Design at dxw
Design team principles #
Designers at dxw follow these principles:
Democratise the design process
Take into account, and value highly, the input of others in the design process. While we are ultimately responsible for design in a delivery team, we don’t work in isolation.
Value clarity in everything we do
Use plain language in interfaces, writing and conversation.
Overlap with other disciplines
Work closely with people that have different skills to you, in the knowledge that different perspectives make our decisions stronger and elevate our work.
Never go missing. Our teammates always understand what we’re doing and why, because we’re all aiming for the same outcome.
Know we are not the user
Do not assume to know how users of our services think or act. We acknowledge that things such as genetics, upbringing, religious and geographical culture, and past experiences make us all different. We work closely with our user researchers to gain understanding and insight about the people that use the things we design. “One accurate measurement is worth more than a thousand expert opinions.” ~ Grace Hopper
Know that being open about our work, and helping others to understand our decisions and why we make them, benefits everybody.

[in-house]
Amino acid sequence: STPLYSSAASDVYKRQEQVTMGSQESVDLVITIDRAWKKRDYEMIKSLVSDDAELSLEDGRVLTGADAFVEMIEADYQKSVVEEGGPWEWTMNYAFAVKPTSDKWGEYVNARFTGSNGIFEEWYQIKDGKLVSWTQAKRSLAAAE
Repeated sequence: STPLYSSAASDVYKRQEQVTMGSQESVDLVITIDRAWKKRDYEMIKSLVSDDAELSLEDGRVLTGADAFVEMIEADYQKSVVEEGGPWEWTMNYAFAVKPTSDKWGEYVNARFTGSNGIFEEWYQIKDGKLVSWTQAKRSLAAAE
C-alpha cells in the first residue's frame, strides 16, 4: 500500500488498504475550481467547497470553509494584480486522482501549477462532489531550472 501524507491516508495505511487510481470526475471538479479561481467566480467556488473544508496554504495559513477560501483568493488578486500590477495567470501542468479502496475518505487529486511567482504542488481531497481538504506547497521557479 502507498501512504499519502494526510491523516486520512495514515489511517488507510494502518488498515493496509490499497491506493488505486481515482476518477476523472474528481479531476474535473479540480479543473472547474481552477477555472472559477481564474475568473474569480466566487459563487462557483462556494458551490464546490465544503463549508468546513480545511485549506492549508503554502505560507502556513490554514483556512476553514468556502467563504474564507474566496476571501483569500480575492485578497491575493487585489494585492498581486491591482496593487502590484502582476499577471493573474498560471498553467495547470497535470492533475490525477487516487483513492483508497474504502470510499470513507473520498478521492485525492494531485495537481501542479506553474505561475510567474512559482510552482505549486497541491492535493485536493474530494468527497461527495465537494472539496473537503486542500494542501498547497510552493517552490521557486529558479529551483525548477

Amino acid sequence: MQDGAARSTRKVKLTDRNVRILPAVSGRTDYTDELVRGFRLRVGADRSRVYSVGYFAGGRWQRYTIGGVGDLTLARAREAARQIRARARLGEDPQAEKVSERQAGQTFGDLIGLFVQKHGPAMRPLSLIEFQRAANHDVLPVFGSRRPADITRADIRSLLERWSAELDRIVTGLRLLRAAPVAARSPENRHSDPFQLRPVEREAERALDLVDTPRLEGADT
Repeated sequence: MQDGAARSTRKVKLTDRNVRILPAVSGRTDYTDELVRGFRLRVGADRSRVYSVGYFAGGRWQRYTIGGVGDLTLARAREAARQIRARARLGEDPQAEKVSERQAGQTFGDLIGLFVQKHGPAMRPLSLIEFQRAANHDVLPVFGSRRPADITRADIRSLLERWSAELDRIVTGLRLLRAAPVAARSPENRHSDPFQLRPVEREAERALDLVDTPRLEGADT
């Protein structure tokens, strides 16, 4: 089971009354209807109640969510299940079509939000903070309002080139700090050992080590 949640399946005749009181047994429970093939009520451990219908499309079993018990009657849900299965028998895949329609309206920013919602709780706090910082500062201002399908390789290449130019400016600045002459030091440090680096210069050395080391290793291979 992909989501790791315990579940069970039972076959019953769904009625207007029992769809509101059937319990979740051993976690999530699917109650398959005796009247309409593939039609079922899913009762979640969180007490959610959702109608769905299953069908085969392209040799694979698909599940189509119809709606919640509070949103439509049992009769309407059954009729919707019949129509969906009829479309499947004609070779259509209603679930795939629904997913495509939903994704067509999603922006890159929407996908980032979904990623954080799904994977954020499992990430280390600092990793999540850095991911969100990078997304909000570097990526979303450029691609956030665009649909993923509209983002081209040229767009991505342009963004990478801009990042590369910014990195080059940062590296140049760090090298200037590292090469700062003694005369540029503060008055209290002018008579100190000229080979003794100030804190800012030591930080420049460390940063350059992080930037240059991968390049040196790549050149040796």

Be tolerant, understanding, empathetic and compassionate. Look for opportunities to help and care for others. Putting people at the centre of everything will help you be a better designer.
Understand that when people ask questions and give feedback it is to make something better. If we can not articulate our decisions then we may not have made the best choice.
Always ask questions and seek the truth; when we understand the problem we can solve it. When things seem muddy take a step back and try and find the original intent or gaps in understanding. “If I had an hour to solve a problem I’d spend 55 minutes thinking about the problem and five minutes thinking about solutions.” ~ Albert Einstein
Always assume the best intent
We are passionate about what we do, but we are a team. When you have difficult conversations or feedback we should always assume that it is coming from a good place.
When we talk about our work and why we do what we do, do not just state the facts. Inject some humanity into it; turn it into a story with a beginning, a middle, and an end.